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Lili Elbe (?). Watercolour attributed to Gerda Wegener, ca. 1928.

Wegener, Gerda.
[between 1920 and 1929?]


Free to use with attribution CC BYCredit: Wellcome Collection
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The identity of the sitter has not been confirmed from independent sources. The work could be a fantasy portrait of female elegance in general, a type to which Lili Elbe could aspire. The same person appears in another watercolour (watercolour, gouache, gold paint, pencil and Conté on white medium weight handmade paper 76.2 x 55.9 cm.) that was with Patrick Derom Gallery, Brussels, in 2010. The Derom painting shows the sitter smoking a cigarette in a cigarette holder, shows a second woman applying face powder on the left, appears to be more monochrome than the present painting, and has other differences especially in the background In 1904 Gerda Gottlieb Wegener married Einar Wegener (born a male in Denmark in 1882), who had a female alter ego called Lili Elbe. They were both painters. In 1929-1930 Einar Wegener underwent several, previously untried, surgical operations in Berlin and Dresden to reconfigure his genital organs. In a Danish cause célèbre, the marriage of Einar and Gerda Wegener was annulled because under Danish and other law it was impossible for two women to be married to each other. Elbe died in Dresden in September 1931 where she is also buried. She was the subject of the book published in German in 1931 and then translated into Danish as 'Fra mand til kvinde', and thence into English as 'Man into woman' (London 1933). A "work of fiction loosely inspired by the case of Einar Wegener and his wife" was published in 1999 (David Ebershoff, The Danish girl, quotation from Author's note in the book)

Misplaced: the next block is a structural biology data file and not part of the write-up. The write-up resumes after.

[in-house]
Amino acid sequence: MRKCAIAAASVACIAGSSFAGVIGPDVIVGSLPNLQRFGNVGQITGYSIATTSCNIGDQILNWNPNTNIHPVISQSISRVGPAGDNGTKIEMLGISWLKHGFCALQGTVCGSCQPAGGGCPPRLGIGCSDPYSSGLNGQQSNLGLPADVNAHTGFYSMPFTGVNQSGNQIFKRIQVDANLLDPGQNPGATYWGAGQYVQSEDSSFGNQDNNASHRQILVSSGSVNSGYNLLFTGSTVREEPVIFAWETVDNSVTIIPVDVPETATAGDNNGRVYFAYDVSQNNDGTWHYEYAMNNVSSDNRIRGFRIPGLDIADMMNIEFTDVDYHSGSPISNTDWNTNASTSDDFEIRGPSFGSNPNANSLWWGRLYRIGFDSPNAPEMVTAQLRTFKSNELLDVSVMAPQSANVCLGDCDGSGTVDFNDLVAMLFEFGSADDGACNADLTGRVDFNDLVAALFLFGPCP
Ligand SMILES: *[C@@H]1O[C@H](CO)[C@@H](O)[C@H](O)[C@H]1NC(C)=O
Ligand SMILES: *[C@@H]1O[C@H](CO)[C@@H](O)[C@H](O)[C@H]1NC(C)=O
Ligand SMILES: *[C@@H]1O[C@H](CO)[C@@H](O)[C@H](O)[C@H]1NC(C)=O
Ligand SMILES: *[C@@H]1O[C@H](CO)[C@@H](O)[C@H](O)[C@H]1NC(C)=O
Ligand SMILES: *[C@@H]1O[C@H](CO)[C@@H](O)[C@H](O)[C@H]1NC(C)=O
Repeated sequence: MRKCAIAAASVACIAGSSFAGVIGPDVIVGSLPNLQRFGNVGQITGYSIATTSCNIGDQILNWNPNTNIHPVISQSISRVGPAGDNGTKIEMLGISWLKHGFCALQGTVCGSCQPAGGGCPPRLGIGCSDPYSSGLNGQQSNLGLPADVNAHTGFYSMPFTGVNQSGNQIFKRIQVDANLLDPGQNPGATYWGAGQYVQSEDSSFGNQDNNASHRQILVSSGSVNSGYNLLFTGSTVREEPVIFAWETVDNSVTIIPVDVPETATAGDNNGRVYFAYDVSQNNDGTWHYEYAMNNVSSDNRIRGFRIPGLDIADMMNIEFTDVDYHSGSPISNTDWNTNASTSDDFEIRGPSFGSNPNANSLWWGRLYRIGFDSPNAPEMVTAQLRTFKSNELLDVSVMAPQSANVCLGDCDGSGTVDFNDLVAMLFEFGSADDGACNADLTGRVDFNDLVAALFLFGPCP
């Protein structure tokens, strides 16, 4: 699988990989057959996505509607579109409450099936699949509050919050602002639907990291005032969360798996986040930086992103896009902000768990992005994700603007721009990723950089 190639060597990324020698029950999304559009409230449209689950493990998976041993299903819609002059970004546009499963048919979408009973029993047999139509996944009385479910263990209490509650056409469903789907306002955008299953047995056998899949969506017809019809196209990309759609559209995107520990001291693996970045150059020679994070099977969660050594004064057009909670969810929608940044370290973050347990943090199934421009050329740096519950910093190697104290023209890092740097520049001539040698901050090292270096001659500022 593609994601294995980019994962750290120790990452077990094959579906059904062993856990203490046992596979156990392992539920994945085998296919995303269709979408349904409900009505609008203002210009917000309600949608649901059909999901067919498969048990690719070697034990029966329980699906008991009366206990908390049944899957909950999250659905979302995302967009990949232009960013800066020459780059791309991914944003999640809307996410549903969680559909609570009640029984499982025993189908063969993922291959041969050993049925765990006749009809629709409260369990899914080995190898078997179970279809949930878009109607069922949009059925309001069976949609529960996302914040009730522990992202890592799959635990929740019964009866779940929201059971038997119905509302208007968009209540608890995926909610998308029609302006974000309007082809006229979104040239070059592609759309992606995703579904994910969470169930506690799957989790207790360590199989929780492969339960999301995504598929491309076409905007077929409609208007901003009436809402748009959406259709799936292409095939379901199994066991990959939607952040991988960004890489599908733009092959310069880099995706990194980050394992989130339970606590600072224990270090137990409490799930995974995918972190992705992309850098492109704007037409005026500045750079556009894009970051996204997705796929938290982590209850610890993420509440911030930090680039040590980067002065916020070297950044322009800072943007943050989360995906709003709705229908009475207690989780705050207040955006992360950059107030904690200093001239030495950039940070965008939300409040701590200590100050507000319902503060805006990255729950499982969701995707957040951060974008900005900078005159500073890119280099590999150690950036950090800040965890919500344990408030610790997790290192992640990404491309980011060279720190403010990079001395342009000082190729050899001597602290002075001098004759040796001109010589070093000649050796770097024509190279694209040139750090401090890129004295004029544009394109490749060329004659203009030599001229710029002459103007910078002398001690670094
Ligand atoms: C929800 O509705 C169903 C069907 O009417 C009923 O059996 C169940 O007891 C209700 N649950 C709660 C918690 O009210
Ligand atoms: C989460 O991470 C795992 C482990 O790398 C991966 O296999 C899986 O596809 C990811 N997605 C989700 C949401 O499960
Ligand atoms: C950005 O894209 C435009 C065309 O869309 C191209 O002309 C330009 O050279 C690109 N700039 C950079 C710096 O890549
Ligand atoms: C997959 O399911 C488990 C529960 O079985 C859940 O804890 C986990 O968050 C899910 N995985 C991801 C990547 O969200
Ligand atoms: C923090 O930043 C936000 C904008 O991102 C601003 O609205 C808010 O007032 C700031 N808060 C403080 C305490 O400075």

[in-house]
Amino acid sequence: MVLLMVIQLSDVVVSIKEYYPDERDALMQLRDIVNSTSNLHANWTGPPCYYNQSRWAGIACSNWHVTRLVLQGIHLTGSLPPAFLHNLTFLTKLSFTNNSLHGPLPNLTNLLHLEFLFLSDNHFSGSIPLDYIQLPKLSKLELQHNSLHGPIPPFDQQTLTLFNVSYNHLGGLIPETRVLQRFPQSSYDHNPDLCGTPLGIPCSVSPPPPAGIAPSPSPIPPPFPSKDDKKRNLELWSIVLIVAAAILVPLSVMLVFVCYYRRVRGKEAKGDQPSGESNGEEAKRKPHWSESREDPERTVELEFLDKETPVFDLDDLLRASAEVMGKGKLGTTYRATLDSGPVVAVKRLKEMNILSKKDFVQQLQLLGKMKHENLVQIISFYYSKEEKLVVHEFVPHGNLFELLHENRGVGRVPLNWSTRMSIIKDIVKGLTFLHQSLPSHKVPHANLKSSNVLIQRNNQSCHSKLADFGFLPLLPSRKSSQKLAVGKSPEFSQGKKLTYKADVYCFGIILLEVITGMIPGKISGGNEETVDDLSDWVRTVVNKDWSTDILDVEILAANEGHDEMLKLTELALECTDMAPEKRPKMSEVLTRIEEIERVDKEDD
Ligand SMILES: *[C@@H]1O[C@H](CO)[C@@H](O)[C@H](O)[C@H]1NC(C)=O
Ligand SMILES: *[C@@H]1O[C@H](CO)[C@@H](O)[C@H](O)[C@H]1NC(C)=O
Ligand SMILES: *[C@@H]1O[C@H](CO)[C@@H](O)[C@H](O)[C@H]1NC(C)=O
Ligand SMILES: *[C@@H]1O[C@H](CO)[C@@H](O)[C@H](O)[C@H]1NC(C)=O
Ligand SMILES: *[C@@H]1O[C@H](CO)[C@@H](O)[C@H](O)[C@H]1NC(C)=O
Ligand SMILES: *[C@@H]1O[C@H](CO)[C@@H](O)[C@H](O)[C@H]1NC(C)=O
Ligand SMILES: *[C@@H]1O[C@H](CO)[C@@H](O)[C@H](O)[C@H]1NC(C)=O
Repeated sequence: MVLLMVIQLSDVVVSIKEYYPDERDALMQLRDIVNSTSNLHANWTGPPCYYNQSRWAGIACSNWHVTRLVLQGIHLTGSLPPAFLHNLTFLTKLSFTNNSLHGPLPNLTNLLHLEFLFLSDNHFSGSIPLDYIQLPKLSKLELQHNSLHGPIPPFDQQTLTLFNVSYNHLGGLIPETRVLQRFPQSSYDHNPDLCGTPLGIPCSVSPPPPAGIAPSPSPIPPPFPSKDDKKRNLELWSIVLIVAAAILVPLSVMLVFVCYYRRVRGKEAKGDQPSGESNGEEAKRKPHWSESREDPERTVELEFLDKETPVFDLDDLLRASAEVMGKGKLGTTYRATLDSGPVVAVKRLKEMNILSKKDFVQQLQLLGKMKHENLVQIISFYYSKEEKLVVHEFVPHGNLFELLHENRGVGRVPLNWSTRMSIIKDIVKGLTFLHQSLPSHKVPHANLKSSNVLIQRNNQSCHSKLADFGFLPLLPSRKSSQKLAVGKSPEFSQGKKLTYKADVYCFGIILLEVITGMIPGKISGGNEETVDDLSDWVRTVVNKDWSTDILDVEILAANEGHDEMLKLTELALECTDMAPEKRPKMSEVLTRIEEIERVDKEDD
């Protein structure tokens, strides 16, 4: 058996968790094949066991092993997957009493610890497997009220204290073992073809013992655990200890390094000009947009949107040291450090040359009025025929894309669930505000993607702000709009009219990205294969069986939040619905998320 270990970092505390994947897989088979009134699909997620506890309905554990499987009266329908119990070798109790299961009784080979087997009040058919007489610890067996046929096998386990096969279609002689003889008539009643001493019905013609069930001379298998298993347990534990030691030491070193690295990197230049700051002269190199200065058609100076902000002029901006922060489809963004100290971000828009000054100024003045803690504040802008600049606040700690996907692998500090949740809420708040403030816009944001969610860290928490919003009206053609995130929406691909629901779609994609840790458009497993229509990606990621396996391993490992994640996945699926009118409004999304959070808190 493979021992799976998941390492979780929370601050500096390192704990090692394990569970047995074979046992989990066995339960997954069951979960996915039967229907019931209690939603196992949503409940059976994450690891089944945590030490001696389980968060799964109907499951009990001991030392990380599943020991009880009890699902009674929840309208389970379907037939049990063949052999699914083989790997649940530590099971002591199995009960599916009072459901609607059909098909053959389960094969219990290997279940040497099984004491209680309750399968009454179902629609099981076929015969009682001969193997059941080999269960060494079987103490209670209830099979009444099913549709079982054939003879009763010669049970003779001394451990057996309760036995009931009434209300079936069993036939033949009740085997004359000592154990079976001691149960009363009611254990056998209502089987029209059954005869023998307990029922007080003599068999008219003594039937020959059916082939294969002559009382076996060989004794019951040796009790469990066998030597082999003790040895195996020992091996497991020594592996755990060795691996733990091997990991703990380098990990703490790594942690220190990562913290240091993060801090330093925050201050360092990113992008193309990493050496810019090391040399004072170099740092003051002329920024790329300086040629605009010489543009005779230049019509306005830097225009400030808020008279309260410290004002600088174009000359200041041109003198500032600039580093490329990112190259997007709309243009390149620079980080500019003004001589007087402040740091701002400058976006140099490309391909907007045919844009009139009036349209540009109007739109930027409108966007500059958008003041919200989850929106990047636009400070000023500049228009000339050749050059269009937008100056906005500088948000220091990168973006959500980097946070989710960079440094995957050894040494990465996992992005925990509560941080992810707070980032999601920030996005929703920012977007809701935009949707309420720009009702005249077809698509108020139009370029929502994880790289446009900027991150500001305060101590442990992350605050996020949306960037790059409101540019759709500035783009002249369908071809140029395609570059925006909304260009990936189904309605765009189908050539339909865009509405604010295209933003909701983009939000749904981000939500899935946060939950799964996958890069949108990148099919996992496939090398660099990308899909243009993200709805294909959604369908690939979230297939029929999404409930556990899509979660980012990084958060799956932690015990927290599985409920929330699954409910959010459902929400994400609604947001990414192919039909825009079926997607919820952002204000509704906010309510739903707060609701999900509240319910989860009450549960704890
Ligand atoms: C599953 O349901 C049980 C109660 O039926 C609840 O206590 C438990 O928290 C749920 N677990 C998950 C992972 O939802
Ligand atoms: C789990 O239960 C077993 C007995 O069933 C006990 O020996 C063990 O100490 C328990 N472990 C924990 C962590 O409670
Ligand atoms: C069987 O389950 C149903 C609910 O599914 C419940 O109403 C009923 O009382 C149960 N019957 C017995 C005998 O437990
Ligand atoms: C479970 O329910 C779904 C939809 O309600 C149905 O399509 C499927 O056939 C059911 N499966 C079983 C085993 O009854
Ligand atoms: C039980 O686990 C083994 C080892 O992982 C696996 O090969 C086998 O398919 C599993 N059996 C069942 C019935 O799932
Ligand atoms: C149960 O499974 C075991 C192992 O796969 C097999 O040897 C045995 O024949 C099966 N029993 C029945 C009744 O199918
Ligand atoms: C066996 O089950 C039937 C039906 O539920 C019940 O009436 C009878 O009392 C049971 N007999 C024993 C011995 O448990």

[between 1920 and 1929?]

Physical description

1 painting : watercolour ; sheet 76.2 x 53.8 cm


Gerda Wegener

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You can use this work for any purpose, including commercial uses, without restriction under copyright law. You should also provide attribution to the original work, source and licence.

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Lili Elbe (?). Watercolour attributed to Gerda Wegener, ca. 1928. Credit: Wellcome Collection. CC BY

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